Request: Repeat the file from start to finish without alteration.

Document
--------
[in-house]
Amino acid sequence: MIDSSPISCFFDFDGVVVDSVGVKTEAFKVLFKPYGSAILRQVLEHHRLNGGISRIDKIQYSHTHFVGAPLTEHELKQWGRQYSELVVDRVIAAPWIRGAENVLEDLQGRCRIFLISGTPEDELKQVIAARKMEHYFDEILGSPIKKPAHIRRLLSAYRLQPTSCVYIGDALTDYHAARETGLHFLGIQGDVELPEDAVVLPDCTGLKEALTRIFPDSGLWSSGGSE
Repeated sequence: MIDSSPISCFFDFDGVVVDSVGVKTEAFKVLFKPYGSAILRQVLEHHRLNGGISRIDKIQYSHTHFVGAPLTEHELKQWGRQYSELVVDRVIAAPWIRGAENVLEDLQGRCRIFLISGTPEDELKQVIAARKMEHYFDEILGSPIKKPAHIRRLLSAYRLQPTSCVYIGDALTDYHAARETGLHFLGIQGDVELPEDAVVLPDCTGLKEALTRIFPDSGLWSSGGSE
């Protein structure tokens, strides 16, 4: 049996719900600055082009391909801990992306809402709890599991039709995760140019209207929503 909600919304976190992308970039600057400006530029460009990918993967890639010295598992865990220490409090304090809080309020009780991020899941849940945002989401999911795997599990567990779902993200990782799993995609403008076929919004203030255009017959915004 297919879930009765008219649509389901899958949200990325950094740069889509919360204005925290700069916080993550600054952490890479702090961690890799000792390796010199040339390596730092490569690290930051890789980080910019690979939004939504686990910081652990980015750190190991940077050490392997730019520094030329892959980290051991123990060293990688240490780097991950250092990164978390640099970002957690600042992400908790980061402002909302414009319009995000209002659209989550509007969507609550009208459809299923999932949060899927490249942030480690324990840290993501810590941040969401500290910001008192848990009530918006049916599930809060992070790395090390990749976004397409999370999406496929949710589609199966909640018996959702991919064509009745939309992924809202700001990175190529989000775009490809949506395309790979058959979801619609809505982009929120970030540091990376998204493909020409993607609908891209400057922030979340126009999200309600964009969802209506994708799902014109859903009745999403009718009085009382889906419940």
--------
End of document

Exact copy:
[in-house]
Amino acid sequence: MIDSSPISCFFDFDGVVVDSVGVKTEAFKVLFKPYGSAILRQVLEHHRLNGGISRIDKIQYSHTHFVGAPLTEHELKQWGRQYSELVVDRVIAAPWIRGAENVLEDLQGRCRIFLISGTPEDELKQVIAARKMEHYFDEILGSPIKKPAHIRRLLSAYRLQPTSCVYIGDALTDYHAARETGLHFLGIQGDVELPEDAVVLPDCTGLKEALTRIFPDSGLWSSGGSE
Repeated sequence: MIDSSPISCFFDFDGVVVDSVGVKTEAFKVLFKPYGSAILRQVLEHHRLNGGISRIDKIQYSHTHFVGAPLTEHELKQWGRQYSELVVDRVIAAPWIRGAENVLEDLQGRCRIFLISGTPEDELKQVIAARKMEHYFDEILGSPIKKPAHIRRLLSAYRLQPTSCVYIGDALTDYHAARETGLHFLGIQGDVELPEDAVVLPDCTGLKEALTRIFPDSGLWSSGGSE
């Protein structure tokens, strides 16, 4: 049996719900600055082009391909801990992306809402709890599991039709995760140019209207929503 909600919304976190992308970039600057400006530029460009990918993967890639010295598992865990220490409090304090809080309020009780991020899941849940945002989401999911795997599990567990779902993200990782799993995609403008076929919004203030255009017959915004 297919879930009765008219649509389901899958949200990325950094740069889509919360204005925290700069916080993550600054952490890479702090961690890799000792390796010199040339390596730092490569690290930051890789980080910019690979939004939504686990910081652990980015750190190991940077050490392997730019520094030329892959980290051991123990060293990688240490780097991950250092990164978390640099970002957690600042992400908790980061402002909302414009319009995000209002659209989550509007969507609550009208459809299923999932949060899927490249942030480690324990840290993501810590941040969401500290910001008192848990009530918006049916599930809060992070790395090390990749976004397409999370999406496929949710589609199966909640018996959702991919064509009745939309992924809202700001990175190529989000775009490809949506395309790979058959979801619609809505982009929120970030540091990376998204493909020409993607609908891209400057922030979340126009999200309600964009969802209506994708799902014109859903009745999403009718009085009382889906419940």